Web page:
Bahjat El-Darwiche, Roman Friedrich, Karim Sabbagh, and Milind Singh
April 19, 2012
Policymakers today face a different environment for information and communications technology (ICT) than the one for which they designed policies. ICT technologies are far more pervasive than they were previously: More people today have access to a mobile phone than to electricity, powering exponential growth in global data generation.1 With ICT access approaching ubiquity, policymakers’ next challenge is to ensure that individuals, businesses, and governments are making the best possible use of networks and applications. Countries that have achieved advanced levels of digitization — the mass adoption of connected digital technologies and applications by consumers, enterprises, and governments — have realized significant benefits in their economies, their societies, and the functioning of their public sectors.
Previous attempts to measure the impact of ICT have focused primarily on assessing the economic effects of widespread access to either wireless or broadband technologies. But in developing a comprehensive methodology to measure the impact of digitization, Strategy& found greater benefits linked to growing usage of digital technologies and applications, rather than access alone. We also found that benefits are not just economic, but encompass social and political spheres as well. Digitization offers incremental economic growth: countries at the most advanced stage of digitization derive 20 percent more in economic benefits than those at the initial stage. Digitization has a proven impact on reducing unemployment, improving quality of life, and boosting citizens’ access to public services. Finally, digitization allows governments to operate with greater transparency and efficiency.
Policymakers have an important role to play in ensuring that their countries are progressing toward advanced stages of digitization. They need to acknowledge where they currently stand and recognize the benefits of digitization. Finally, they need to shift focus away from access and set into motion programs and plans that focus on the widespread adoption and usage of technology. That includes elevating digitization on the national agenda, including the systematic planning and tracking of their efforts; evolving sector governance structure; adopting an ecosystem perspective; enabling competition; and stimulating demand.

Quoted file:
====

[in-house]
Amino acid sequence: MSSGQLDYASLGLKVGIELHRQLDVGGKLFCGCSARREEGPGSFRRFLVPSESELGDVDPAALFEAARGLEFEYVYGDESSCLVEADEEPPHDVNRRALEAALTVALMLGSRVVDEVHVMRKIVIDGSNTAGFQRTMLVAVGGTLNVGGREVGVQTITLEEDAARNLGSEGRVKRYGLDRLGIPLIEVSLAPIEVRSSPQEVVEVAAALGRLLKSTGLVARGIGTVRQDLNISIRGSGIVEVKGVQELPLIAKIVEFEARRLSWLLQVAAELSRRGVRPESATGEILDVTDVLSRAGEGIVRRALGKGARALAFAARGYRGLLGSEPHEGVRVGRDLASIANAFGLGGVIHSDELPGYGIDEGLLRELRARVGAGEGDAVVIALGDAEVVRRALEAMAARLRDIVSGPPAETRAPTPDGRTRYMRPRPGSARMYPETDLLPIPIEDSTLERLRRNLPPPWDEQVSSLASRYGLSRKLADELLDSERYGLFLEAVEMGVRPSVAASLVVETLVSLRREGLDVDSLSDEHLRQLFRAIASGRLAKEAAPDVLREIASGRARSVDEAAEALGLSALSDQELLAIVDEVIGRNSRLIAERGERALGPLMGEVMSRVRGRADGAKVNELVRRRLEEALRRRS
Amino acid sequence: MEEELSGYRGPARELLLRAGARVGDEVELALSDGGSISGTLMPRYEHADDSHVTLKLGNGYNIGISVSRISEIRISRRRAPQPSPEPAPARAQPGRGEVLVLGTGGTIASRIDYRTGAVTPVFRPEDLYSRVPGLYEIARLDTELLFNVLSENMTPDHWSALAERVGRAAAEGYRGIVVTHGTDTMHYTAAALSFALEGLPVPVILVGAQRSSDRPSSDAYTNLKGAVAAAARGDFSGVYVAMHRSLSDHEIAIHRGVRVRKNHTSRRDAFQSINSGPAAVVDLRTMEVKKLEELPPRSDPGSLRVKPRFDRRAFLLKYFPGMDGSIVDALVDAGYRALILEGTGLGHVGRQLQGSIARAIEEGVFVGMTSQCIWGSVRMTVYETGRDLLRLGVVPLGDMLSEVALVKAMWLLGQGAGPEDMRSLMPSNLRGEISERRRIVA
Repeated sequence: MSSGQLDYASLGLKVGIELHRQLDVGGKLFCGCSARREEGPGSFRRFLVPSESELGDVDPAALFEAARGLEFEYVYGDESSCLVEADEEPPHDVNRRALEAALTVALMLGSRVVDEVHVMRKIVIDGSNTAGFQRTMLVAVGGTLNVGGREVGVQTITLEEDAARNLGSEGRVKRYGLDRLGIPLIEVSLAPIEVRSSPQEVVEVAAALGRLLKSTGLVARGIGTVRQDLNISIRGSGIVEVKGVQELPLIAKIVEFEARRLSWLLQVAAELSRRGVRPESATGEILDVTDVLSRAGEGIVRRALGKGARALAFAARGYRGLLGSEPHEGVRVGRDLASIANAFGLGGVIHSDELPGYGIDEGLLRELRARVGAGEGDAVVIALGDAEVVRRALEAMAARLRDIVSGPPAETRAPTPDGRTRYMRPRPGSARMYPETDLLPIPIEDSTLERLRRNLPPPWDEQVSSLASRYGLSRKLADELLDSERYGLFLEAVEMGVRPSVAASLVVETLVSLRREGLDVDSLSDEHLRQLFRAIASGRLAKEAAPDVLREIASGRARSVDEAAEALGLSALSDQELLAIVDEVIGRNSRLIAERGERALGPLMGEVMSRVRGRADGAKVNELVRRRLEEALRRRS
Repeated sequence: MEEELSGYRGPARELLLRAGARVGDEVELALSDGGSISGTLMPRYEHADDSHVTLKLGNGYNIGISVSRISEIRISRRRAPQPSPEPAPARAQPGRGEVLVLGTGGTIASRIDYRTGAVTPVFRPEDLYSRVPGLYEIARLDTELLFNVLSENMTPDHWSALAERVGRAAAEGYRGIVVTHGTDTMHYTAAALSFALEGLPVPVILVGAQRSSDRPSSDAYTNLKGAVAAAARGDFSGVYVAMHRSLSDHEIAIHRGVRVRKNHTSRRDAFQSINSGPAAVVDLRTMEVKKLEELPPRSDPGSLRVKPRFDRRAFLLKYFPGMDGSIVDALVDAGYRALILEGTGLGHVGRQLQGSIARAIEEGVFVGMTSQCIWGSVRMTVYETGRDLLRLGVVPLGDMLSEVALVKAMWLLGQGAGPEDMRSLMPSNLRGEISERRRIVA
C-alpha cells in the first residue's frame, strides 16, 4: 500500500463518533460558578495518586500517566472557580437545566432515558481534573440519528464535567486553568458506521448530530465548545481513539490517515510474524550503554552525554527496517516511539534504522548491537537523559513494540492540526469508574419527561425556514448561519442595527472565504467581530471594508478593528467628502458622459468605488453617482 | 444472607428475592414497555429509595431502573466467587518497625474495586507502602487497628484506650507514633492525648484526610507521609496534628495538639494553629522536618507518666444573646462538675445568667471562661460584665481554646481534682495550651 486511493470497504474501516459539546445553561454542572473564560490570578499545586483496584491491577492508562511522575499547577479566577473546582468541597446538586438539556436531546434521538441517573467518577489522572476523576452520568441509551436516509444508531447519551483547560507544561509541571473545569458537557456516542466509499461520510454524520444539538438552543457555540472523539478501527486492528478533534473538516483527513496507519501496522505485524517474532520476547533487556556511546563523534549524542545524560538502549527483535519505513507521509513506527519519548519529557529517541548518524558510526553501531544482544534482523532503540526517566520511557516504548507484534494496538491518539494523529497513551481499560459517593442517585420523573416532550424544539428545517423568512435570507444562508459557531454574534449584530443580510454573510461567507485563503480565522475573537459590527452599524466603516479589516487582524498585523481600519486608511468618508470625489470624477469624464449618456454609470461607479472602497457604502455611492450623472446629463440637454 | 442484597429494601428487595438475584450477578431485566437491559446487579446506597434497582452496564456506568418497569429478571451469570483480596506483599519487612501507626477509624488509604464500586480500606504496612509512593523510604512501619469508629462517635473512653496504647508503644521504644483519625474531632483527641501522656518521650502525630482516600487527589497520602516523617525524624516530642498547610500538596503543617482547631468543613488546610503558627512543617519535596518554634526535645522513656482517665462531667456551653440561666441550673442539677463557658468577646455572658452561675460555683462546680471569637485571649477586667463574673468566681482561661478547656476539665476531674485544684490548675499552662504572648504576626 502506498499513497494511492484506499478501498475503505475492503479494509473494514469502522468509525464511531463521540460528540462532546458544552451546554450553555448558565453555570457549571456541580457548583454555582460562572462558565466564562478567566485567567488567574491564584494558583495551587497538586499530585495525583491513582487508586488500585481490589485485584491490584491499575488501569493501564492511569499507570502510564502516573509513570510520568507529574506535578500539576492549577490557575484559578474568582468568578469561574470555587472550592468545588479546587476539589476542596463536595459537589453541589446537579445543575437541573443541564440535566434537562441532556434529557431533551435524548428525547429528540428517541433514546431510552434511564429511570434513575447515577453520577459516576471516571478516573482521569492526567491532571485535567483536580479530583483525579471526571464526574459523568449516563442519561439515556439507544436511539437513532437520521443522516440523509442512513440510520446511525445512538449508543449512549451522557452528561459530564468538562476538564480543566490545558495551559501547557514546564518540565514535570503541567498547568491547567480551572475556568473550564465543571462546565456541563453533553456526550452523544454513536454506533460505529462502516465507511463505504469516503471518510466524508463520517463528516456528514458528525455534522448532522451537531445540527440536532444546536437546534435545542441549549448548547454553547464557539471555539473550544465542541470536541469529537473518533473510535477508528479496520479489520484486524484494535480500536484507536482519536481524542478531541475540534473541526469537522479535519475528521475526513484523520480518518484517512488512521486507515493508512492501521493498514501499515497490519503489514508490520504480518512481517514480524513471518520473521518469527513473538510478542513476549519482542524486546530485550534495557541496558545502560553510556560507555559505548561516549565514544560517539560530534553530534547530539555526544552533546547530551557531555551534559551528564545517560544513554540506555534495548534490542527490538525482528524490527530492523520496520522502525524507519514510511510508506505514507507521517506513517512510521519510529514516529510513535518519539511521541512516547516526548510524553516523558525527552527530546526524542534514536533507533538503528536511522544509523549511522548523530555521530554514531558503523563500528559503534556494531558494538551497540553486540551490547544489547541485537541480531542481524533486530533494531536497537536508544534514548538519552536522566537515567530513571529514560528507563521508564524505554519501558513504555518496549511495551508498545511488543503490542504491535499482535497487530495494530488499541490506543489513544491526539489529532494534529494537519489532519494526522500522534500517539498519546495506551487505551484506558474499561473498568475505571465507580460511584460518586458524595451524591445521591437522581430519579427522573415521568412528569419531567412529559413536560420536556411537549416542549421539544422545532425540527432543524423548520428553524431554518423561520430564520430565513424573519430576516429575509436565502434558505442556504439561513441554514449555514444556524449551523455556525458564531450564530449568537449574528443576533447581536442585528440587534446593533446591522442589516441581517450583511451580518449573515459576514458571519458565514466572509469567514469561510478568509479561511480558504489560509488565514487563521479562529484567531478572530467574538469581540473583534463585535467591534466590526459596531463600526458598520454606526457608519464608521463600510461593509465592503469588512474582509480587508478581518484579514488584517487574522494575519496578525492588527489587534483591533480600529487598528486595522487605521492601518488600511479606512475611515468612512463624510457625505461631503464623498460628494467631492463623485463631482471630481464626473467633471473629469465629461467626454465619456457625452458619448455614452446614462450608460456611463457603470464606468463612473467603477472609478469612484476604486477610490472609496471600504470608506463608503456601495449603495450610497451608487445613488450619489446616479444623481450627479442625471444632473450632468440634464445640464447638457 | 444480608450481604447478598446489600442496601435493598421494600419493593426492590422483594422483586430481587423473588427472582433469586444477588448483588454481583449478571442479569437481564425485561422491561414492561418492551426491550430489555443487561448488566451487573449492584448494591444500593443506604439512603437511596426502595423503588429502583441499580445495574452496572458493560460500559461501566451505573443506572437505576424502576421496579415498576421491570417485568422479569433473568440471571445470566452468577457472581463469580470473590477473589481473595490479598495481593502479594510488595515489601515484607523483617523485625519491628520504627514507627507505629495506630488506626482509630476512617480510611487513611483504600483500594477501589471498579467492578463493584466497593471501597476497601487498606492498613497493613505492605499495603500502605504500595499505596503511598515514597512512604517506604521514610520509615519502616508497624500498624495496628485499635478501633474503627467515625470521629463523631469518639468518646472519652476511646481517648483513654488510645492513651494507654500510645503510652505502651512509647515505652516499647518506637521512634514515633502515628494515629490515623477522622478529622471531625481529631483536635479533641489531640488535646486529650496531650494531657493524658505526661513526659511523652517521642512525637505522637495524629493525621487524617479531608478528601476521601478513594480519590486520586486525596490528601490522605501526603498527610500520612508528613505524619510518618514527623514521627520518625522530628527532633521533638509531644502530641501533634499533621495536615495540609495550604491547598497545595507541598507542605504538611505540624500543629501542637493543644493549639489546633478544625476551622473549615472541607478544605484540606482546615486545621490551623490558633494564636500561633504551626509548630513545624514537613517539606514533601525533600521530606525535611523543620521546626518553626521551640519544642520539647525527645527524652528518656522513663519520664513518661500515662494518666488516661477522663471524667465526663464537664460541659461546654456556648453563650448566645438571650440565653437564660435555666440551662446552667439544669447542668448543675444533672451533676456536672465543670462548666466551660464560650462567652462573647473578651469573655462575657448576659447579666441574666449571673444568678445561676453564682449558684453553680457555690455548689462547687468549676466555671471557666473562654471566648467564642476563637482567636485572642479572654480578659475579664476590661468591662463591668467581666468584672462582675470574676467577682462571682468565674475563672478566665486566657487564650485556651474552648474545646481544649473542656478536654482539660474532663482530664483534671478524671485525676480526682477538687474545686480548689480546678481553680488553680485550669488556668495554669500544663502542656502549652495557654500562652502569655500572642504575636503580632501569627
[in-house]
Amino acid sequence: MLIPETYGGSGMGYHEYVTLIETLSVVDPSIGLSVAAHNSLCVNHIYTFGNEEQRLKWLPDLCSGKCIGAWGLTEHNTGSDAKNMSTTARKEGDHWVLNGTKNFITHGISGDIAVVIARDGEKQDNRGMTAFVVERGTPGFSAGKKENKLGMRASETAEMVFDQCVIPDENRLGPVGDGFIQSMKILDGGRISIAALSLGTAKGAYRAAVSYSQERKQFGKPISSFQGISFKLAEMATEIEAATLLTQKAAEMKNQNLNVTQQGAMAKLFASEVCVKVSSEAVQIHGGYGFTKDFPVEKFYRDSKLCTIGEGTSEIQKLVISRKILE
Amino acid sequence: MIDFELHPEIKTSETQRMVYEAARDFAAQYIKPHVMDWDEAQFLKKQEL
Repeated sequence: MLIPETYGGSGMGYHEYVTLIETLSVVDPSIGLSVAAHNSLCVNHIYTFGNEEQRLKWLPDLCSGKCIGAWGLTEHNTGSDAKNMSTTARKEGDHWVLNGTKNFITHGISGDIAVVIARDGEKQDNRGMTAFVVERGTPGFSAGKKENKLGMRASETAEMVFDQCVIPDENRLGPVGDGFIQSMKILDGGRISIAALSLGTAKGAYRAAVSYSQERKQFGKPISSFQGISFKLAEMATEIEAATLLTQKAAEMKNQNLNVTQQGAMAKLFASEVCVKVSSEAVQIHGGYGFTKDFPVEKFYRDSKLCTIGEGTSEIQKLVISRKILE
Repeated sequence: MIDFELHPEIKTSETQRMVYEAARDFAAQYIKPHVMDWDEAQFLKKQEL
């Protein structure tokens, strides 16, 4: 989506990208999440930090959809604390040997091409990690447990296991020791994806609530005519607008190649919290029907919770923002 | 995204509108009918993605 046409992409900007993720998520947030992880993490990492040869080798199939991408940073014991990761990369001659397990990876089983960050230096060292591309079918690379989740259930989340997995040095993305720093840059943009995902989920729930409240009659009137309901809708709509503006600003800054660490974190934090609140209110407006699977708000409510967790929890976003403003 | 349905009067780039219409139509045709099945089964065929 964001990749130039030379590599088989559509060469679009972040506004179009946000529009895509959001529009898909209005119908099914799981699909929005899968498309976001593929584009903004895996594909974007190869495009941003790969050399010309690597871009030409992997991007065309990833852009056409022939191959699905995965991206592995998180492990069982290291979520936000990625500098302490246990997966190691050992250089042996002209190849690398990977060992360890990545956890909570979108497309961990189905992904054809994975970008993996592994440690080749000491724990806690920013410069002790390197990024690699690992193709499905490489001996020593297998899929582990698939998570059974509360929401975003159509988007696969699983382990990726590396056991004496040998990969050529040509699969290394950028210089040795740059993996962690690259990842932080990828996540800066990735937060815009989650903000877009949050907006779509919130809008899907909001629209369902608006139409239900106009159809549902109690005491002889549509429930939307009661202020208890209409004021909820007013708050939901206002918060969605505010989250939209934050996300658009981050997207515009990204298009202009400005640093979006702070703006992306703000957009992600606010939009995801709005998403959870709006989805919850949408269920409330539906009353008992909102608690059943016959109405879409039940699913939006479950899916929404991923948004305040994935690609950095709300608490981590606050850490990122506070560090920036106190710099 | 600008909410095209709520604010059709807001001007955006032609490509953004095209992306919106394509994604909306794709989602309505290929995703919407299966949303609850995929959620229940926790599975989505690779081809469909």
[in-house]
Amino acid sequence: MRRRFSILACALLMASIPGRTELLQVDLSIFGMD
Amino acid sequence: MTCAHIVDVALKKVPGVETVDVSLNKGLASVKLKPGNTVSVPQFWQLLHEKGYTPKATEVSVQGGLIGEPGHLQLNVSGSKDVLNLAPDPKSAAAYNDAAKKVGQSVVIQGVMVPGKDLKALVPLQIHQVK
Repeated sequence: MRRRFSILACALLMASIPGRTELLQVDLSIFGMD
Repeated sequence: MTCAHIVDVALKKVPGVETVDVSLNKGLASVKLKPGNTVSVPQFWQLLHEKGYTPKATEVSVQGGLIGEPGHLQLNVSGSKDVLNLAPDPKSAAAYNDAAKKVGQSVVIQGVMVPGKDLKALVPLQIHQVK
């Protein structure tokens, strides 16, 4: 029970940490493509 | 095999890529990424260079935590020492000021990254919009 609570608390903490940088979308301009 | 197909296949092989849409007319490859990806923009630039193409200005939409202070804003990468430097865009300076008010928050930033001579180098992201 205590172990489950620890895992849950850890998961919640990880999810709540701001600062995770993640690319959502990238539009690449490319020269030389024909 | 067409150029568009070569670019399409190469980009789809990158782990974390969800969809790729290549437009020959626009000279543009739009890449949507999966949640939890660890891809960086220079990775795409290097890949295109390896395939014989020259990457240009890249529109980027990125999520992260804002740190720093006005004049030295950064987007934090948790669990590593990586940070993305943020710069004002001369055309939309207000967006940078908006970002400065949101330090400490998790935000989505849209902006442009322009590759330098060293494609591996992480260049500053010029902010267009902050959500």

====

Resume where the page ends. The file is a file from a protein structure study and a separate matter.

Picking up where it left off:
The world is witnessing an accelerated pace in digitization — the mass adoption of smart and connected ICT by consumers, businesses, and governments.
Measuring digitization and its impact is essential for supporting policymaking and investment decisions.
Proposed econometric methodology quantifies the impact on economic advancement, societal well-being, and government effectiveness.
Digitization multiplies the benefits of connectivity, as it generates three times more economic benefit than broadband alone.
Digitization contributes positively to job creation, with a 10 percent increase in digitization reducing the unemployment rate by 0.84 percent.
Countries in the advanced digitization stage reap 20 percent more economic benefits than countries at the start of their digitization journeys.
Policymakers need to acknowledge where their countries currently stand and set into motion programs and plans that focus on the widespread adoption and usage of digitization. That includes elevating digitization on the national agenda, evolving sector governance, adopting an ecosystem perspective, enabling sustainable competition, and stimulating demand.
It has been clear to policymakers for several years that digitization has the potential for dramatic economic, social, and political improvements. Anecdotal evidence abounds: water utilities have installed sensors that reduce leakage, saving water and money; healthcare organizations send text messages to pregnant women with advice on prenatal care, creating a healthier new generation before children are even born; fleets of trucks use digital GPS devices that direct them to shorter routes, cutting down on their greenhouse gas emissions.
The challenge for all stakeholders in the ICT ecosystem has been to quantify the impact of digitization. Numerous organizations, including the World Economic Forum with its evolution of the Networked Readiness Index, are taking steps in that direction. Our hope is that this analysis, which illustrates the need to define and measure ICT beyond broadband access, can provide an input on such efforts.
However, realizing the opportunity that broadband presents will require that policymakers undergo a shift in their thinking. They must go beyond considering ICT and focus instead on digitization, with an emphasis on ICT usage rather than just access. They must take into account their current level of digitization in order to ensure that they are focusing on the right investments to advance to the next stage. And they need to look with fresh eyes at policies that were developed a decade ago to understand how they can be updated for a new era.
Policymakers are hopeful about this opportunity, and many are committed to action. The steps they take in the coming years will determine whether they can translate opportunity into reality.
See ITU’s World Telecommunication/ICT Indicators, the World dataBank World Development Indicators (WDI).